From climbing the frozen Niagara Falls to setting world paragliding records, Will Gadd is no stranger to adventure.
Rappelling into a hole to descend deep into the bowels of the Greenland ice cap, however, was a whole different matter.
“Safe is a relative term,” laughs the mountaineer based in Canmore, Alta. “These moulins (vertical shafts) are not safe. There are a lot of things that can go wrong.
“But for research, it’s worth it.”
Gadd has earned a reputation as one of the world’s top ice climbers. He has records, prizes, first ascents and personal achievements from around the globe.
Now he’s offering his alpine passion and skill to the research community by taking scientists into places they couldn’t reach on their own to study the impact of climate change on the high altitudes he loves.
“I’ve been in the mountains now for so long I’ve seen them change radically,” Gadd said in a recent interview.
“If I’m flying my paraglider over the mountains, all of our glaciers look like they’ve got a bad case of bathtub rings. You can very graphically see where they were in relatively recent history.”
Old maps are wrong. Routes for popular climbs have changed.
“The way we approach the mountains now has to be different,” Gadd suggested. “The glaciers are changing so quickly.
“It’s not some abstract thing. It’s obvious. In our lifetime we’re seeing radical changes and it’s not something I can ignore.”
Gadd had long been climbing into moulins — holes in glaciers that drain surface water which sometimes carves extensive caves under the ice. Originally, it was just a fun way to ice climb in the summer.
But he grew curious about what was actually down there. He got in touch with a University of Alberta glaciologist and in 2016 the two began descending into the Athabasca Glacier in the Rocky Mountains.
Those expeditions found thin layers of micro-organisms living deep within the ice.
“Next thing you know, I’m involved in all these research projects under the Athabasca Glacier.”
Eventually, Gadd contacted U.S. scientist Jason Gulley, who works on the Greenland ice sheet — 1.7 million square kilometres of ice an average of two kilometres thick. The two worked out a plan to climb 100 metres down into a moulin in the hope of diving once they hit water.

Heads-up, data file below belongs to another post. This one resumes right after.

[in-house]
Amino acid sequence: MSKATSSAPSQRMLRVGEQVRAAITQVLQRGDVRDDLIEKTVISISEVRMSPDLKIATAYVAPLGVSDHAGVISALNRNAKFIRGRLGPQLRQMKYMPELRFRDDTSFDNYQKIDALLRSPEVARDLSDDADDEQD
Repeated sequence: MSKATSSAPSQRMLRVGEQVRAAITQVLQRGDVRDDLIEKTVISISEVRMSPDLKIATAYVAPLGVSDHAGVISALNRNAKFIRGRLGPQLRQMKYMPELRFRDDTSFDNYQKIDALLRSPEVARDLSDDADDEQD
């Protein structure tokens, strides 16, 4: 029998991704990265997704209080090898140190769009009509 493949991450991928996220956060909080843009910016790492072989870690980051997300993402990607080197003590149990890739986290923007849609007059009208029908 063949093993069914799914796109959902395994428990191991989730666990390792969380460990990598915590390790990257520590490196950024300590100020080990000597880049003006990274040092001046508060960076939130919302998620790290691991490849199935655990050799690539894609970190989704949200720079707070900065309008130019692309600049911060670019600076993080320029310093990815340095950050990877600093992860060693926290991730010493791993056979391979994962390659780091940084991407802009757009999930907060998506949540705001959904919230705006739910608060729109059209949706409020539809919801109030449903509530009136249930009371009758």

They made their attempt last fall. The ice was too unstable to let them descend as far as planned — but they still got plenty deep.
“It is one of the coolest places I’ve ever been in in my life,” said Gadd. ”It’s this whole world that’s been sculpted by water in the ice.
“It’s just surreal and incredibly beautiful. It’s like the beautiful red sandstone slot canyons in Utah, but blue ice. It’s a magical world. It feels very alien.
It was challenging, too, he said.
“A lot of times you have to climb on the walls to get over water-filled passages. Who would expect open water at -30 C in a glacier?
“You need a hodgepodge of MacGyver-style trickery to move around in these places. It’s all slippery slopes leading to sure death.”
Those experiences have marked him.
“I’ll never look at a glacier the same way again. I used to think of glaciers as blocks of ice chundering down the mountain, (but) there’s life in there and it’s like Swiss cheese in there. There’s a whole world that you just can’t see from the surface.”
Gadd is planning to set out Monday on a cross-Canada lecture tour to talk about his work with researchers to understand the changing climate and alpine environment.
Climbing for its own sake is great, he said. But, at 52, he’s hoping for something a little more from his prodigious skill set.
“Using some of those skills I’ve developed in my career to help people move around in the glaciers and further our understanding of the world is a good use,” he said.
“It’s a small legacy, but if you can make a little bit of a difference, I think that’s worthwhile.”
Bob Weber, The Canadian Press